Women Rock as Business Leaders

Women Rock as Business Leaders

Behind every great man is a woman, right?

Well, how about the simple fact that women are great business leaders?

In other words, when you let women be women in the business world, they do better. That’s according to a recent report from the Harvard Business Review, which makes the case that traditional thinking – that women should be treated no differently than men in corporate settings – is simply flawed and regressive.

The report says only about 20 percent of businesswomen make partner. By expecting from women what you would expect from men, the corporate world is consciously and unconsciously excluding female leadership. That’s not a good thing, according to many. Kevin O'Leary of “Shark Tank” fame says of his 27 companies, only the ones with female CEOs make him money.

“Women are good for business, so it follows that what’s good for your best women will be good for your bottom line,” says Debora McLaughlin, CEO of The Renegade Leader Coaching and Consulting Group, and author of “Running in High Heels: How to Lead with Influence, Impact & Ingenuity.”

“I’ve long advocated this position, and that symbols of female business identity, like high heels, are signs of a businesswoman’s ability to elevate business results, consistently providing a better return for stakeholders,” McLaughlin says.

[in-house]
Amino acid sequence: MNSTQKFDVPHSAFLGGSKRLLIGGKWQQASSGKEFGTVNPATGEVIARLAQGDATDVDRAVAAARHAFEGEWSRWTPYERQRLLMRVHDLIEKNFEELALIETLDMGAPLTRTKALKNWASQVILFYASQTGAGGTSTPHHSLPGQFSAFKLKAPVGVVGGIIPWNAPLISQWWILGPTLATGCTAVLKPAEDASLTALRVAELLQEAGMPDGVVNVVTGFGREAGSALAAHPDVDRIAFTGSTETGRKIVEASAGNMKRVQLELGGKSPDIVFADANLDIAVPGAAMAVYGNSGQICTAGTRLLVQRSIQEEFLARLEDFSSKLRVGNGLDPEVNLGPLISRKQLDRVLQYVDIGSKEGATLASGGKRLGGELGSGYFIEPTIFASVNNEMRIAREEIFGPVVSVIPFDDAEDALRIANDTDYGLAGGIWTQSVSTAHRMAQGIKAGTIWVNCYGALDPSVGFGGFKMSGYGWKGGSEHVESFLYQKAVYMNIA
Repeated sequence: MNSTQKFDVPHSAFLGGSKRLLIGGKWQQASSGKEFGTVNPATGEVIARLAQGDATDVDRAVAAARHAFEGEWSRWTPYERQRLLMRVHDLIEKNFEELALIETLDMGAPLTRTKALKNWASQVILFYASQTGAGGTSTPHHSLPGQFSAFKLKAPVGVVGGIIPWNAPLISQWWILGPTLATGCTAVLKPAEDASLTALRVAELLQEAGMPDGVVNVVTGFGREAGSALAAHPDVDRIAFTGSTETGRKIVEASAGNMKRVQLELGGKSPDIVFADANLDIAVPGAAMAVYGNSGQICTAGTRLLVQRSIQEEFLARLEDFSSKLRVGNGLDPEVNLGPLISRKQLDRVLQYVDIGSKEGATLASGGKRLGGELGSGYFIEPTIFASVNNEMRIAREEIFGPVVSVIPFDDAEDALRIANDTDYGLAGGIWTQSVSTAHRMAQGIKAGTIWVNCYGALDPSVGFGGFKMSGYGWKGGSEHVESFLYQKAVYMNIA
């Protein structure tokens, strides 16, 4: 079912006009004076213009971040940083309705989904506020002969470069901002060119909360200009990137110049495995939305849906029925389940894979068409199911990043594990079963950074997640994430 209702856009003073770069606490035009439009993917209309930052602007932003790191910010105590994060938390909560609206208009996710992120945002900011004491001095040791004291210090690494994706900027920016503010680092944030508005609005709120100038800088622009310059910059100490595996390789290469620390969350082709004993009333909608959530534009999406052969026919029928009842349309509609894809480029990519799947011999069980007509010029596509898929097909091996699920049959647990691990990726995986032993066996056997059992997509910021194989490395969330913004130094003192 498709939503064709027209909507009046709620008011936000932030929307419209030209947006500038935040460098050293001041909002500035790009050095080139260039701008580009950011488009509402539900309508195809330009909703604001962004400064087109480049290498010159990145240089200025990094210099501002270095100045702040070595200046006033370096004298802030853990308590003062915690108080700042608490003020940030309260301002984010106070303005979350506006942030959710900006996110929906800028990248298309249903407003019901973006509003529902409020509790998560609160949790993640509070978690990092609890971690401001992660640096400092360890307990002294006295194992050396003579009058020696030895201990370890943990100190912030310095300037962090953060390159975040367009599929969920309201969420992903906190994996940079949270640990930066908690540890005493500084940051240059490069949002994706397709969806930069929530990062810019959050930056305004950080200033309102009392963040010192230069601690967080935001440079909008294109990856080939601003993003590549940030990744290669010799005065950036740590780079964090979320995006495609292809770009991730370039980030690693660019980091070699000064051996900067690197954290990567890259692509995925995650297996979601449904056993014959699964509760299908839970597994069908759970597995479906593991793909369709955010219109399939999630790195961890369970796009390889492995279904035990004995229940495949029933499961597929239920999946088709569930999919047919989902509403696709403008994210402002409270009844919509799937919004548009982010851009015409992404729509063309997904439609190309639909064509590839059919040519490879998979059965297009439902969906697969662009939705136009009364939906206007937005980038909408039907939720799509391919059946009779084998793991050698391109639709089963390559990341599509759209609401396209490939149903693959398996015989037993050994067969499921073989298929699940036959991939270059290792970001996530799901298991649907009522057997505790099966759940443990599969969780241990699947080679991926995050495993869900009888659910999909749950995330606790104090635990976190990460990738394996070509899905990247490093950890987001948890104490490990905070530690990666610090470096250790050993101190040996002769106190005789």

McLaughlin offers why women will be essential for leading businesses into a new paradigm this century. So whether you are a Realtor or a teacher, here are some quick factoids:

• The old way doesn’t work. Since 1955, more than 90 percent of the companies on the Fortune 500 list have gone bankrupt, shrunk in size, become inconsequential, been mopped up by their rivals or closed their doors. Sixty percent of CEOs think their current business model is only sustainable for another three years. Sticking too closely to your old guns, including discouraging a woman’s nature in the corporate world, will likely involve your company in that 90-plus percent failure rate, McLaughlin says.

• The business world has already changed. While technology continues to revolutionize how we do business, it has also changed the workforce. Today’s employees are smarter, more innovative, more creative and full of potential – and it’s not only due to technology. As Generations X and Y emerge as tomorrow’s leaders, Millennials are proving to be very resourceful workers. Old models like “command-and-control” don’t fit with a company’s most precious resource, its people, McLaughlin says.

• Women are more social and excel in collaboration. We shouldn’t generalize to strictly regarding gender norms. However, it’s probably fair to say women are more nurturing for in-group members. Much of the traditional management method centralized authority; a woman’s leadership is more prone to sharing influence and, perhaps, fostering a creative culture of collaboration, McLaughlin says.

“Of course, this is not a strict gender rule,” McLaughlin says. “But I think it’s the experience of many that women are, in the aggregate, more nurturing.







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